About the time my wife and I learned we were pregnant with our third child, I realized that my pregnancy threat level—or how panicked I felt internally about having additional children—was only canary yellow instead of Creamsicle® orange. (Or was it the other way around? I was never quite sure which threat level was more, well, threatening.) I wasn’t overwhelmed by that mixture of panic, joy, and bile, and I even skipped my ritualistic calculation of how many years this new baby would push back my retirement. I finally figured out that the joy of fatherhood outweighed the fears and challenges that pregnancy presented. That’s when I decided to write my book, Dude You’re Gonna Be a Dad!: How to Get (Both of You) Through the Next 9 Months.
My goal with the book was to coach new dads along as they joined the cult of fatherhood, and hopefully provide some relief to the growing pains that are so familiar to experienced dads. To welcome rookie dads into the fold this Father’s Day, let’s take a look at five of the biggest mistakes us veterans know new dads can make:
- Playing dumb: Guys, we all know this one is classic. We’ve all done it. I think we may have overshot our goal with this technique. Originally it was a brilliant way for us to get out of doing stuff we didn’t want to do, because you know, we don’t know anything. Which end of the bottle do we put in junior’s mouth? But now we are the dumb blondes of the new century. Who is the most popular TV dad? Homer Simpson! We can do better guys. Besides, after awhile there will be an issue that comes up we actually care about and our spouse won’t even ask us our opinion-because we are just too dumb.
- Waiting for the “magic”: New dads, I know the feeling. You’re in the hospital and waiting for that rush of emotion to sweep you off your feet. Maybe they handed out magic fairy dust while you ran down to the hospital cafeteria. Either way, you don’t feel anything magical inside besides the stomachache from hospital meatloaf. Or was it liver? The truth nobody remembers to mention to new fathers is that special bond with your child is built little by little. Each small experience you have with your child helps that feeling you are waiting for to grow into something special.
- Learning on the fly: Guys, there is no doubt our days are full. After a long day we probably want to sit down, kick up our feet and maybe watch some sports, or read more about our favorite hobby. But whether your favorites happen to be Harleys or hydrangeas, you need to carve out a few minutes to learn more about being a dad. Because although our bodies are born with all of the right equipment to create a child, raising one in today’s world is hard. The good news is that ever since Al Gore invented the Internet we have more resources than ever at our disposal. So if you think there is an area your child needs a little help in, or a concern you have, much like the old TV show “The X Files”, the answer is out there.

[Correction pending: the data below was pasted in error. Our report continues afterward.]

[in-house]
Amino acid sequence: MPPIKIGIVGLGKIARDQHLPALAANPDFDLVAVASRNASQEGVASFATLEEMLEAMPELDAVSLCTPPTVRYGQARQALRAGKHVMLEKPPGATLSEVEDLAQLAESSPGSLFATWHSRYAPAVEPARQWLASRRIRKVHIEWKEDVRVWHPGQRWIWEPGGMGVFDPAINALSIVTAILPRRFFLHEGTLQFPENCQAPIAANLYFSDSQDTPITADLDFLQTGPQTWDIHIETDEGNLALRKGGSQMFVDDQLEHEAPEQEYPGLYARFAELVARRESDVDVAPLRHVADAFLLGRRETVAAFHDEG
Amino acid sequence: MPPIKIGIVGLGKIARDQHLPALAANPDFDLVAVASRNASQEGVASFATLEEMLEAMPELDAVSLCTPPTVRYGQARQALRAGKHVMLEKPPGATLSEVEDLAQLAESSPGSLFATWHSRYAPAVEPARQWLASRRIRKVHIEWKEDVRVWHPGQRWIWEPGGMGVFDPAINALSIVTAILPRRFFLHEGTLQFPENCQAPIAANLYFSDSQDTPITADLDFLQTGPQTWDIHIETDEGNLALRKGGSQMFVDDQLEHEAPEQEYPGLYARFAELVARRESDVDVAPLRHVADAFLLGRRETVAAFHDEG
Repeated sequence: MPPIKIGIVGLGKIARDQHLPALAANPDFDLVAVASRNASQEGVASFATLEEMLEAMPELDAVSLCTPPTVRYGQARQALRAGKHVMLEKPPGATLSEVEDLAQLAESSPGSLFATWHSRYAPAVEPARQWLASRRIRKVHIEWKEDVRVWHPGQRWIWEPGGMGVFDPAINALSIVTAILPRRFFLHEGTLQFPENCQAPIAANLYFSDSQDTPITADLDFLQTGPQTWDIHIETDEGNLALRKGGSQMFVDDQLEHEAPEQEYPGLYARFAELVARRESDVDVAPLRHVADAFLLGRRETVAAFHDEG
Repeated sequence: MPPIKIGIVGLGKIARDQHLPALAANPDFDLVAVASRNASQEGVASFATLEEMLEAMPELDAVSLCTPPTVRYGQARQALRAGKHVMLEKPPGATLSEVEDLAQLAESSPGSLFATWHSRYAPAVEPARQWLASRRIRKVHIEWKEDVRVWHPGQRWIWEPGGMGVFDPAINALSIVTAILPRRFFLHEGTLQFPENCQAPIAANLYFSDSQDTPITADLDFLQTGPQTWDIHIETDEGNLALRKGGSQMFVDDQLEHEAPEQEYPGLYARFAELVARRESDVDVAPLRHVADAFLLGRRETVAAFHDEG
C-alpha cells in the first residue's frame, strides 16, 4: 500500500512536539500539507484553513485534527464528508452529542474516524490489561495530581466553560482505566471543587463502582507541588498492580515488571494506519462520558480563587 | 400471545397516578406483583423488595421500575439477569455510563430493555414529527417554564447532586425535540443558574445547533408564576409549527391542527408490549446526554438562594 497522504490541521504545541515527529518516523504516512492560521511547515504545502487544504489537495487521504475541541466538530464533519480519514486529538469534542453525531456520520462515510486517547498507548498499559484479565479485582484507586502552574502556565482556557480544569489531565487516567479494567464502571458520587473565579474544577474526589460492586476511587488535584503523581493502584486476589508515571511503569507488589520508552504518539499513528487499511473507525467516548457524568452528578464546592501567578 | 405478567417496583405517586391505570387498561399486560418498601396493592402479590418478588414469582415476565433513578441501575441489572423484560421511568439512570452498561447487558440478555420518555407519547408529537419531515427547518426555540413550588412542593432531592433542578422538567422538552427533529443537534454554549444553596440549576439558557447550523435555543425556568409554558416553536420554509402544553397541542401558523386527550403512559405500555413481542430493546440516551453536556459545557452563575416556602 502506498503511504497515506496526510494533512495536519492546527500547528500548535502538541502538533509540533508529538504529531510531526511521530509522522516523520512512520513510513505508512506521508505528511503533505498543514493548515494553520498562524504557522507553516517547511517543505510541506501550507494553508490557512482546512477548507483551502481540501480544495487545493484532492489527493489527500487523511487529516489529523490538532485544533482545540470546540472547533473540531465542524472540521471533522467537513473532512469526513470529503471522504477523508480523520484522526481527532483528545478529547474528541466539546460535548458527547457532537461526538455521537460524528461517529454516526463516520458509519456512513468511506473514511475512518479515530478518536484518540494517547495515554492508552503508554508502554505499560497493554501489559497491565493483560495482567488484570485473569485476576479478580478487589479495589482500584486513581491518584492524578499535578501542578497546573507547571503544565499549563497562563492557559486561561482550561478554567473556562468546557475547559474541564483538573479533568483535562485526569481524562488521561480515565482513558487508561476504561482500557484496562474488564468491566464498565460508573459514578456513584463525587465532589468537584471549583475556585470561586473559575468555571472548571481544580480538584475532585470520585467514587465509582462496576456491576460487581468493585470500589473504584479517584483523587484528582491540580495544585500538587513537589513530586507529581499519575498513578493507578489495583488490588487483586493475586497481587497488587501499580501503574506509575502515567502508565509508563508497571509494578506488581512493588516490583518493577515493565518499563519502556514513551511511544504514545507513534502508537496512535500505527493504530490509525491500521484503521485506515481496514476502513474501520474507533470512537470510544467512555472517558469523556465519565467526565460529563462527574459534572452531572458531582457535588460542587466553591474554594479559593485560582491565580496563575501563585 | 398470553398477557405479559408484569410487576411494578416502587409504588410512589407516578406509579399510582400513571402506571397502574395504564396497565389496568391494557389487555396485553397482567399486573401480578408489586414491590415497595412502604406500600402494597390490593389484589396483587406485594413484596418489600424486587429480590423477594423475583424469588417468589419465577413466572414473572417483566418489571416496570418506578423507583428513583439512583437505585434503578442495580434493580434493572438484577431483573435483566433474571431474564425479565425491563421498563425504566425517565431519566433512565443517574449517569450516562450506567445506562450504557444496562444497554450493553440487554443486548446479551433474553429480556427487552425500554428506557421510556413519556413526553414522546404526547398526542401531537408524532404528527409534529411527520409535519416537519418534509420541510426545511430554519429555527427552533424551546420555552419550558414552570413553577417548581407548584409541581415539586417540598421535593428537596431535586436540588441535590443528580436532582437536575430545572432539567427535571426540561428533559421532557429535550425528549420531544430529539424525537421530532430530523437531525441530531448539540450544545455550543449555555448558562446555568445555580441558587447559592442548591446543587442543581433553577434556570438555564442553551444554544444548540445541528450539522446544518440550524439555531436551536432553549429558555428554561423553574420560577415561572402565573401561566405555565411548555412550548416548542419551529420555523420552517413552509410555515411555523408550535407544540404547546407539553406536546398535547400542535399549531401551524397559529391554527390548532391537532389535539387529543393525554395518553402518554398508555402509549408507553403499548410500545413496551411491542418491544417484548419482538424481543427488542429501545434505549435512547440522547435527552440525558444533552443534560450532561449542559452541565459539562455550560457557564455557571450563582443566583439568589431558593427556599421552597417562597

- Neglect: This one is huge, and in applies in all directions. First and foremost, take your responsibility as a parent seriously, and never neglect your child. Keep an eye on Mom as well, as the reports state 10-15% of new mother’s get postpartum depression, but most experts feel it is a higher percentage. Dad, you may not see it coming, but estimates range from 10-25% of new Dads getting postpartum depression, you are not immune. Be vigilant in making sure you and Mom are getting exercise, proper nutrition, and as much sleep as possible. Hopelessness, anxiety, and mood swings are just some of the symptoms. If you think either of you may be experiencing this, do your research and talk to your doctor. It is much worse than the term “baby blues” makes it sound.
- Sitting on the sidelines: This is the distant relative of point number two. You share DNA with your child, and you will see that come through as time progresses forward. But if you kick back and watch Mom take over, you will probably be hurting your relationship with both of them. Times have changed and you need to get in the trenches. Find your role in your family, and be an active parent in your children’s lives. Most of all, realize, as the adage says, the more you put into it, the more you get out of it.
So while being a new parent isn’t as serious as, say, war, where hot metal flies by you and there are bombs overhead, there will be heated words flying between parents and stinky diaper bombs exploding all over the house. Parenting is a tough job; it always has been and always will be. Kids require a lot of time and effort, and for once in our lives there isn’t “an app for that.” But if you are willing to give the effort, you can become your child’s favorite superhero. Isn’t that what we all wanted to be when we grew up? Here is your chance, oh, and Happy Father’s Day!
Photo credit: Stew Dean, flickr.com
John Pfeiffer is the proud father of three and author of Dude You’re Gonna Be a Dad. You can check out his fatherly advice (gripes) and ramblings at http://www.dudeyoureadad.blogspot.com/ and follow him on Twitter at @johnpfeifferdad.